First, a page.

Manual provisioning can be helpful when one cannot find the proper base to build their solution. However, it requires in-depth knowledge of the platform. This is true not only for Azure but for anything. If there is a need for manual configuration, the architect needs to have a thorough understanding of networking, security and compliance on Azure. By this we mean that the person who will configure the network manually needs to know how to put up VMs and link them in a network without making the resources like SSH Keys or storage open to attacks.

For this reason, it is better to follow Murphy’s Law – “if something can go wrong, it will”. If so,  wouldn’t it be better to let aspects of the network be handled by Azure itself? This would also help the blockchain developer/operator improve their use case and focus on the chaincode, Access Control Lists, Fabric network architecture, and peer policies. This also does not close off the path of managing nodes in the network manually as an outside node, regardless of the cloud platform it is running on, can be a participant in the Hyperledger Fabric Network deployed on Azure.

3- Deploy Orderer and Peer Organizations

To begin, open your Azure Portal and then click on “Create a Resource” (the big + sign) which will take you to Azure Marketplace. From the list on the left find the option titled “Blockchain”. Once you click on it, you will see options like “Azure Blockchain Service”, “Azure Blockchain Workbench”, “Ethereum Studio” and more.  Click on “Hyperledger Fabric on Azure Kubernetes Service”.

At this point you might want to have a pre-created Azure Service Principal. Service Principals are needed for deploying Kubernetes (K8s) clusters on Azure. The logic behind this is – you cannot do anything in Azure without permissions! But instead of attaching permissions to your person, you have service principals. The permissions to create a K8s node in Azure, for example, gets attached to this service principal along with any other required permissions. Every time you want to deploy an AKS cluster you get to use this service principal.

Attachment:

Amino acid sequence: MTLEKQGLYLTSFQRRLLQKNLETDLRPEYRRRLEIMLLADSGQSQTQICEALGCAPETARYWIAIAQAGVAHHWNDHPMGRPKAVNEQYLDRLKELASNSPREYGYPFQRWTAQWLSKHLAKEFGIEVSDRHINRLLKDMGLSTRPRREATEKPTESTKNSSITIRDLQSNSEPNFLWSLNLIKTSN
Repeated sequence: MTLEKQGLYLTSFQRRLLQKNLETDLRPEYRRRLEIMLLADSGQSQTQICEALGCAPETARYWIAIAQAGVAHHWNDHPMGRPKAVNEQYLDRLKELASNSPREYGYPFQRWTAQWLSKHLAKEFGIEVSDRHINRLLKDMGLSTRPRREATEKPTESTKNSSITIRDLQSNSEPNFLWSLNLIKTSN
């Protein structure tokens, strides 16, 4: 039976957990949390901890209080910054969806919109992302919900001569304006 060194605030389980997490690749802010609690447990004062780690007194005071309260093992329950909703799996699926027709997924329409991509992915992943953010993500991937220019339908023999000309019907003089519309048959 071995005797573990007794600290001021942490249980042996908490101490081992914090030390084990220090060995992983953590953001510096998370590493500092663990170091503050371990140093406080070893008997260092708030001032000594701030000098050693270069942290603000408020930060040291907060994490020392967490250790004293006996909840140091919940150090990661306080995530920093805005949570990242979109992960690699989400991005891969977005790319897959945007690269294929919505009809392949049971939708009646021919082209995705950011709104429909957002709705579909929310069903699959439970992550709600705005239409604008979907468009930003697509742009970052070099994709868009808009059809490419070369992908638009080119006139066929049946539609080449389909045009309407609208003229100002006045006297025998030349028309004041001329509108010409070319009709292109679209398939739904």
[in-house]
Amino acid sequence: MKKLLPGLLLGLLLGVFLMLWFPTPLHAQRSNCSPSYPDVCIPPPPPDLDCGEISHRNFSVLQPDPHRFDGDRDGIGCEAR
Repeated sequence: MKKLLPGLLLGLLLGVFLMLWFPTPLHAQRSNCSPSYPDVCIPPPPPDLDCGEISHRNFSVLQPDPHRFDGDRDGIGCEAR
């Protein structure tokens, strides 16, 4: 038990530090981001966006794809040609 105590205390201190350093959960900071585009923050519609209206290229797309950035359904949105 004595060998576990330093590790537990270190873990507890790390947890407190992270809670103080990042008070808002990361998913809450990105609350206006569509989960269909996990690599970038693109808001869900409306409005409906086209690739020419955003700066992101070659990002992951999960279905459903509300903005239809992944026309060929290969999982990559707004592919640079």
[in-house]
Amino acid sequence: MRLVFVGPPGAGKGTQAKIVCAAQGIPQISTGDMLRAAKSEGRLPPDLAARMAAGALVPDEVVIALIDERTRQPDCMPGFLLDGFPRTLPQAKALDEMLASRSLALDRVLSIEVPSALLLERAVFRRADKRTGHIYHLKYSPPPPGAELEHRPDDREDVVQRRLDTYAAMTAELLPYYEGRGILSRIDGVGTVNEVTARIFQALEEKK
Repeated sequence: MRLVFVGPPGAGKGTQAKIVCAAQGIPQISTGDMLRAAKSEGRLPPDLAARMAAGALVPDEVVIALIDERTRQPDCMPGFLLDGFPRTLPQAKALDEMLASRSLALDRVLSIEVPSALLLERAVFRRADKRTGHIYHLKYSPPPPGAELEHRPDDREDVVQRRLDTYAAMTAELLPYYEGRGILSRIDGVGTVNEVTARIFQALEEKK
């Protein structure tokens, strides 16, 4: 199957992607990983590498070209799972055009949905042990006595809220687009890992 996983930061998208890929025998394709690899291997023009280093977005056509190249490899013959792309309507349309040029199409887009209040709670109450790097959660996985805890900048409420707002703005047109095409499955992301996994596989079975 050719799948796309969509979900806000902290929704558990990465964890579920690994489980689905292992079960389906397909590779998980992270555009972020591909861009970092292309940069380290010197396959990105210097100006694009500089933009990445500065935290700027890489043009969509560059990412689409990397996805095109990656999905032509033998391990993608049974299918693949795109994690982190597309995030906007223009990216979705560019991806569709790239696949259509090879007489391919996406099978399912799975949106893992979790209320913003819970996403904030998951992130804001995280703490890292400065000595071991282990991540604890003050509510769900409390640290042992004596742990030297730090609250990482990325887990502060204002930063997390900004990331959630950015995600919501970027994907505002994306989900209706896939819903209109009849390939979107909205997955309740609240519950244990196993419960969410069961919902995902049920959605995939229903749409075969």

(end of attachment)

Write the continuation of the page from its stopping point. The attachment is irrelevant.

Hint

Service principals are complex and important, with many best practices to consider. Since this is outside the scope of this article, we will focus on Fabric on AKS.

Someone who uses Azure regularly might ask “Doesn’t AKS automatically create a service principal  for me?” Normally, it does but this is an exception; you can easily create a service principal if you don’t have one already by running the following command in the Azure CLI:

az ad sp create-for-rbac –skip-assignment –name {Name of the Service Principal}

Once you run this, you will get the output which will give you an App ID and a Password among other things. These are the ones which you will need here.

Now let’s deploy an orderer node using the portal. In the first screen you’ll see the following options:

Subscription 

Select the subscription you would like to use at this time. 

Resource Group 

An Azure Resource Group is a handy way to keep multiple resources in the same “basket” so to speak. These can be categorized based on resource type (say one RG for compute resources like VMs, another for storage) or by solution/use case. In our case, we will create two resource groups–one for Orderer and another for Org01 resources. Click on “Create New” and enter your resource group name (here we go with RG-HLF-AzureOrderer).

Region 

The Azure Region you want to deploy your resources to. Here we go with the default Central US.

Resource Prefix 

This is a collection of at most 6 characters that would be prepended to the resources being provisioned by/for this AKS cluster. We use the prefix “order” here to denote that the resources belong to Orderer Service.

Click on “Next : Fabric settings >” to set your Hyperledger Fabric related information. Here you would be asked to fill the following details:

Organization Name 

This would be the name of the organization trying to join the network. As you may know by now, a Hyperledger Fabric network is always brought up with an Orderer at first. Following suit here we shall name it “OrdererOrg”.

Fabric network component: 

Next you select the type of service. This is a drop-down menu where you get to select from “Ordering Service” and “Peer Node”. We shall select it as “Ordering Service”.

Number of nodes 

If you select the above option as Ordering Service, you need to choose between having 3, 5, or 7 nodes. Since this is a demo, we are going with 3. (You may be wondering why the choices are like this; this is to get the number of ordering nodes in a number conformable with the Consensus Protocol).

Fabric CA username 

Certifying Authority is one of the central parts of the network. Without a CA, you cannot enroll new members or sign transactions which would be considered from a valid identity. Here we select the username as “ordca01”.

Fabric CA password 

Now you need to select a secure password to go with your CA username. Confirm this in the next option.

Certificates